A very sketchy report of one of Air Asia flights into Kuching Airport yesterday that had the nose wheel locked at 90-degree angle forcing the pilot to land under emergency condition with fire streaming from its nose wheel.The pilot managed to bring the plane to a stop safely.No one was hurt in the incident.
Before you jump to conclusion and start blaming the airline let's get the facts correct first.This is not the first such incident happened to the undercarriage of Airbus air crafts.Records show that Airbus had a number of such incidents before.
A Canadian study issued last year documented 67 incidents of nose-landing-gear failures on Airbus 319, 320 and 321 aircraft worldwide since 1989.None has caused any serious damage or injury to passengers.One recent case was JetBlue Flight 292 from Burbank to JFK International New York that made a forced landing at Los Angeles Airport.
Apparently, the locking of the nose wheel at 90-degree is a design fault.
Most landing gears were made by Messier-Dowty.
The JetBlue story:
Today, shortly after takeoff from the Bob Hope Burbank airport, a JetBlue A-320 was unable to retract its nose gear. The pilot informed ATC and the plane was vectored over to the Long Beach airport where it did a low flyby, so JetBlue maintenance personnel could look at the problem. They were able to confirm that the nose gear had rotated to a position of about 90 degrees out of line to where it should have been. That is why the gear could not be retracted into the wheel well.
The intended destination of the flight was New York Kennedy. Obviously it could never fly that far with the landing gear extended, so the pilot had no choice but to fly in the Los Angeles Area for about 3 hours to burn off the weight of the major portion of fuel on board (there is no ability to dump fuel, on the A-320). He had to do that to reduce the weight of the airplane so that it could be landed at the slowest possible speed.
To reduce the risk of the nose gear structure breaking loose, which would lead to more damage to the aircraft and increase the risk of fire, it would also be necessary to land without putting anymore weight on the nose wheel structure than absolutely necessary, and to delay its actually touching the runway for as long as possible. I presume the pilot located passengers and their carryon bags as far aft as was feasible, so that when the plane touched down, the center of gravity being further aft helped to accomplished that objective.
To keep the nose gear from touching the pavement for as long as possible after the main gear contacts the runway, the pilot on some planes (like Boeing or Douglas airliners) might employ a non-standard technique of trimming the horizontal stabilizer towards the nose up position, during the actual landing flare, until it will go no further. Then, as the nose began to drop, he would hold it off even longer with the elevators, until they too were pulled back to the full nose up position.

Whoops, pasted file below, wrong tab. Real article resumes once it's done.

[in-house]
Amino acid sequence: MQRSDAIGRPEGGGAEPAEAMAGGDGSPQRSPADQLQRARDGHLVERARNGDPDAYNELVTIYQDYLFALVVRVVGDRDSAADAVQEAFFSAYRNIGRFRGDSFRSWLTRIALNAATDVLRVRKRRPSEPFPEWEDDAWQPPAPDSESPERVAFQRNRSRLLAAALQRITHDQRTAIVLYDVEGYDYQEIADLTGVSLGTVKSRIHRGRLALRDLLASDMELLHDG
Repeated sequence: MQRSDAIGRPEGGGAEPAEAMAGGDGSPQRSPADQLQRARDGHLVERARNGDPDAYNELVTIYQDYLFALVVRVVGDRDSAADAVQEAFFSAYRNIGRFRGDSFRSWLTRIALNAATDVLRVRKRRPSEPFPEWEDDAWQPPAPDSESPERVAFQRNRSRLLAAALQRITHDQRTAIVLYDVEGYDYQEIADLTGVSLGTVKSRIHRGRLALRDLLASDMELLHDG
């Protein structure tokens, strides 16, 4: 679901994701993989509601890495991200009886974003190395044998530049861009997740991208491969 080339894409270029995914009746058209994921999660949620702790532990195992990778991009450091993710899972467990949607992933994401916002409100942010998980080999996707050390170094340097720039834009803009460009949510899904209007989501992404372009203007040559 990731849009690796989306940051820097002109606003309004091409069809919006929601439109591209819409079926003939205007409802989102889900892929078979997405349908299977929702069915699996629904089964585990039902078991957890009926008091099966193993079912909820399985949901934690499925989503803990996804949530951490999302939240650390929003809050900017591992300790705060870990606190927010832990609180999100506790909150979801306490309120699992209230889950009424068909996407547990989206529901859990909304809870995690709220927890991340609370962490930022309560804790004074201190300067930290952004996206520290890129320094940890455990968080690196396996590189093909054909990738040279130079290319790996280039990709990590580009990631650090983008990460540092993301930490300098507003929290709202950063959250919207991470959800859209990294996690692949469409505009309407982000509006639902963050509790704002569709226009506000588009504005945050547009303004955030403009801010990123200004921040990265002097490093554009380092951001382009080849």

That is a very difficult maneuver however, especially since pilots are not given simulator time to practice it. The danger lies in the pilot running out of any pitch control at all, before he has gently lowered the nose gear to the runway. If he does run out of pitch control prematurely, the nose gear may impact with too much downward force, and that would significantly increase the risk of its breaking off and causing additional damage to the plane.
Captain Scott Burke proved to have the required skills; no one could have improved on that performance. He stopped right on the center line of that 12,000 foot runway (25L-----which was not an "auxiliary" runway, as one Sacramento TV News station claimed), with plenty of room to spare. Best of all, the nose gear did not break loose.
I believe this is at least the seventh case of this type of accident (there may be even more than that), where the nose gear rotates to a position of 90 degrees, from where it should be, when the gear is down for takeoff and landing (this kind of problem could never happen on a Boeing airliner-----only the French come up with designs like that).
On Feb. 16, 1999 an America West A-320-231, attempted to land at Columbus, Ohio (CMH), total of 31 on board. Same kinds of ECAM warnings, when the landing gear was lowered. That plane was finally forced to land with the nose gear rotated 90 degrees out of line. Same result as this JetBlue plane, which landed safely at LAX today, except they evacuated down the emergency slides at CMH, because the pilot could see smoke curling up from underneath and he couldn't get the tower to answer his query----if any fire could be seen.
Prior to that AWA emergency landing at CMH, the French had issued a service bulletin on the problem. However, no ADs had yet been issued by either the French DGAC or the American FAA, so compliance was advisable, but not mandatory. America West Airlines did not choose to heed that bulletin, and the emergency landing was the result.
Analysis of the previous cases revealed "...external hydraulic O-ring seals on the steering control module's selector valve were extruded (distorted out of the seal's groove). A small offset was found in the steering control valve."
Airbus further found that the problem would not be detectable by normal visual inspection procedures. It appears that though the problem is rather rare, it does have to do with that particular design of the steering control module. Quoting Airbus: Read more......